The next step in beating the COVID-19 pandemic may be stepped up contact tracing and quarantine of people who’ve had contact with Covid-positive individuals. However, many people see that as too expensive and intrusive to be practical. An expert discusses how it might work, and how it might not.
A look at the top medical headlines for the week of June 28, 2020 including: Researchers have been looking for an already existing drug to quickly take on COVID-19, and apparently, now they’ve found one. Meanwhile, the Food and Drug Administration has closed the door on using the malaria treatment Hydroxychloroquine (hy-drox-ee-klor-oh-quin) to treat COVID-19. Then, social isolation has been a lifesaver the last few months, but if it goes on too long, isolation can lead to shorter lifespans. And finally, when employees start going back to the workplace in large numbers you can expect disastrous traffic on the roads.
While most people who contract COVID-19 survive, those who suffer often-changing symptoms for months on end can only wonder when they’ll get well. A survey of members of a long-haul survivors support group find that many who don’t have “textbook” symptoms suffer poor medical care and discrimination as a result. Two women who operate the support group discuss the issues.
With thousands of people demonstrating in the streets after the death of George Floyd, health experts are concerned that the crowds, shouting, and lack of masks may contribute to a spike in COVID-19 cases. However, with many locations also “opening up,” they say a spike is inevitable, to be made worse by protests, but teasing out what’s responsible becomes more difficult. Experts discuss.
A look at the top medical headlines for the week of June 21, 2020 including: A study finds a much lower death rate among coronavirus patients placed on a ventilator. Then, everyone’s wiping down surfaces with disinfectant these days…but they may become contaminated again within seconds. Then, a new study shows that one reason older men have a higher risk for COVID-19 is because they’re not worried about it. And finally, if you’re counting on your child to grow out of being a picky eater…it may never happen.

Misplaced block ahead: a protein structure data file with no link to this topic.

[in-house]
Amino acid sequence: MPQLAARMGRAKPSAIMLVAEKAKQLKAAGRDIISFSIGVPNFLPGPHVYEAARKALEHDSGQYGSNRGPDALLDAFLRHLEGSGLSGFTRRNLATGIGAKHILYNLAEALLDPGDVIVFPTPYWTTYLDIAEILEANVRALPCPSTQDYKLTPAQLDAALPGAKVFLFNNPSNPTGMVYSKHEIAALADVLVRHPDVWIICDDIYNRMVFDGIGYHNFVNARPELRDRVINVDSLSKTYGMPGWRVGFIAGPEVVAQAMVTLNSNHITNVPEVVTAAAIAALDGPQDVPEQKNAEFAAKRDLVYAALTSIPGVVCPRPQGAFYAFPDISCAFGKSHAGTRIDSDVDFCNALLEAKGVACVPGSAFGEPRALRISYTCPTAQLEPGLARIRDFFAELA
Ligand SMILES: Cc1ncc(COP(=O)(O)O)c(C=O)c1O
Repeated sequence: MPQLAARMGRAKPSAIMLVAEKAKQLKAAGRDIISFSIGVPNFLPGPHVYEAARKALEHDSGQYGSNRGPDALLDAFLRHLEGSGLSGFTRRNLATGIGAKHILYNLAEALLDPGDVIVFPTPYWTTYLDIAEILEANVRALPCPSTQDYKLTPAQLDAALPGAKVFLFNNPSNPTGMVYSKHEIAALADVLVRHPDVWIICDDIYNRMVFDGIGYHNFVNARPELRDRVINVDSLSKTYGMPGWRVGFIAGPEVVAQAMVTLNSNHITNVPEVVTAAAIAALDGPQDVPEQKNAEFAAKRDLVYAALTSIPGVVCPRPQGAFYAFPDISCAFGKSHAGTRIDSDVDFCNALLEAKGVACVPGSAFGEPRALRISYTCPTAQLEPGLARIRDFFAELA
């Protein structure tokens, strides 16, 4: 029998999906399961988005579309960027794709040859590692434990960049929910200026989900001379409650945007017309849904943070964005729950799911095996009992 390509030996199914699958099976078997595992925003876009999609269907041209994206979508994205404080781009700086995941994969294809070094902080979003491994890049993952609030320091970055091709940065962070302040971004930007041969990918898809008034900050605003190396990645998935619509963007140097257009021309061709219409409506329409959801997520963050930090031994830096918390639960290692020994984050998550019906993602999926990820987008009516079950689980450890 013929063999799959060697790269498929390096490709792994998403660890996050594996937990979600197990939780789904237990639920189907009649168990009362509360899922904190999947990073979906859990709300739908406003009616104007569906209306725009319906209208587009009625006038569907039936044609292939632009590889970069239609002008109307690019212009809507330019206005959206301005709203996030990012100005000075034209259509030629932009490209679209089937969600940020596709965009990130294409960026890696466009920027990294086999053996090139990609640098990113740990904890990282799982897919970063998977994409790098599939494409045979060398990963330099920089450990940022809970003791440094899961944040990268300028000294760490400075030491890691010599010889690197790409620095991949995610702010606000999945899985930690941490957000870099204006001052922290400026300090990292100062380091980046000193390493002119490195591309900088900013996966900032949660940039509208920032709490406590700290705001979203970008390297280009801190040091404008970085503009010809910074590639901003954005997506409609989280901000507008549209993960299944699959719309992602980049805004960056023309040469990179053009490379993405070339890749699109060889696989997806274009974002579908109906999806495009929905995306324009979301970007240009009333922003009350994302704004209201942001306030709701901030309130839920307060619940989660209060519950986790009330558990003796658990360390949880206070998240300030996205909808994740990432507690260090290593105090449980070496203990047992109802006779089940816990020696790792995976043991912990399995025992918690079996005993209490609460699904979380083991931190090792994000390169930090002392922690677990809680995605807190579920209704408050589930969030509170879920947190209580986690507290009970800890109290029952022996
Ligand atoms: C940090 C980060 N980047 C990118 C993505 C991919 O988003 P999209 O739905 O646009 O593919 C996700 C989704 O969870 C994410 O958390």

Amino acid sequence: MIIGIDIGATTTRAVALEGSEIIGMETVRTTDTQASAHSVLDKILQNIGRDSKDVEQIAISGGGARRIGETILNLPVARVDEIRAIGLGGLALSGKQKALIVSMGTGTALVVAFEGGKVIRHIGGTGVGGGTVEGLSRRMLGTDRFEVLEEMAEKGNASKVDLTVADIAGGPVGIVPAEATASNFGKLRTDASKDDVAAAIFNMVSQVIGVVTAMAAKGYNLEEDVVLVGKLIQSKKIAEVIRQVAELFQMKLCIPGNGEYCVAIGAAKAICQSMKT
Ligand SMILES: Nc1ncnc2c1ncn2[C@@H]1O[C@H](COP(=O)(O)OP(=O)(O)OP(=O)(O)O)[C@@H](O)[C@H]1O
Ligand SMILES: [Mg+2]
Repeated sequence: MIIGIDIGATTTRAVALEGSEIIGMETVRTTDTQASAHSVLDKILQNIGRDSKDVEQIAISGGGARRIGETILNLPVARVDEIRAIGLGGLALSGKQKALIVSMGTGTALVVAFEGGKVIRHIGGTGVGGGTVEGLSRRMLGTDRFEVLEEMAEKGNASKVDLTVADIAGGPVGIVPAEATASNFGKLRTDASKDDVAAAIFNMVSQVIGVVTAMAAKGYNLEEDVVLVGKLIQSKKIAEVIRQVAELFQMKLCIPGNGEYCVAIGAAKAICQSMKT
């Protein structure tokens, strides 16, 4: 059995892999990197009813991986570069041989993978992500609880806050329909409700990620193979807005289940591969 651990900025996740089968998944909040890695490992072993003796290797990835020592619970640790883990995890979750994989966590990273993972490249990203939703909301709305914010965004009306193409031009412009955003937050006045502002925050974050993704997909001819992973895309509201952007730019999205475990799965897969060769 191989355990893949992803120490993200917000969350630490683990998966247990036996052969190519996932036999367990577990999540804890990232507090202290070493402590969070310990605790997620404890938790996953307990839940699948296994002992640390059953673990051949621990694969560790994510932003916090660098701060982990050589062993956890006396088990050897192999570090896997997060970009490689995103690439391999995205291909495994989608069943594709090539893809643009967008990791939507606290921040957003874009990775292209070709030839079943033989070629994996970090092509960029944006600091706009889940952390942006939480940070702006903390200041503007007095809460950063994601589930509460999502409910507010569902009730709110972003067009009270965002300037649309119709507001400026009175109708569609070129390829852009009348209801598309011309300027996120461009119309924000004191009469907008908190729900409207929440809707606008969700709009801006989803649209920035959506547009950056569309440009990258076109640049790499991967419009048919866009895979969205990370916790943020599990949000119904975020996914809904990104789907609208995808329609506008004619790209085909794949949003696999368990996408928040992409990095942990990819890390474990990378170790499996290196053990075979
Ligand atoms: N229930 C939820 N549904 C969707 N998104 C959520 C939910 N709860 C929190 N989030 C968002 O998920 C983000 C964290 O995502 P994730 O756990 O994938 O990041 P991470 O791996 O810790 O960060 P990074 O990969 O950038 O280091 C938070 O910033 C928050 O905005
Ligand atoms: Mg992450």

A look at the top medical headlines for the week of June 14, 2020 including: People who recover from a coronavirus infection often still have a long way to go to recover their mental health. Then, a study that shows sick leave is a good way to slow the spread of diseases like COVID-19. Then, doing good for other people is contagious. And finally, if you’re feeling stressed and anxious about the pandemic… You can bet your dog or cat is feeling it just as much.
A look at the top medical headlines for the week of June 7, 2020 including: Researchers are working on an app with a sensor to test for COVID-19 using only a drop of saliva. Then, life was more stressful than it was 25 years ago… and for middle aged people, it’s much more stressful. Plus, A study shows that emergency room visits for children for mental health disorders has increased 60 percent of the last 10 years. And finally, a study shows that homeschooled adolescents have significantly lower abdominal strength and endurance than public school kids even though their BMI’s were the same.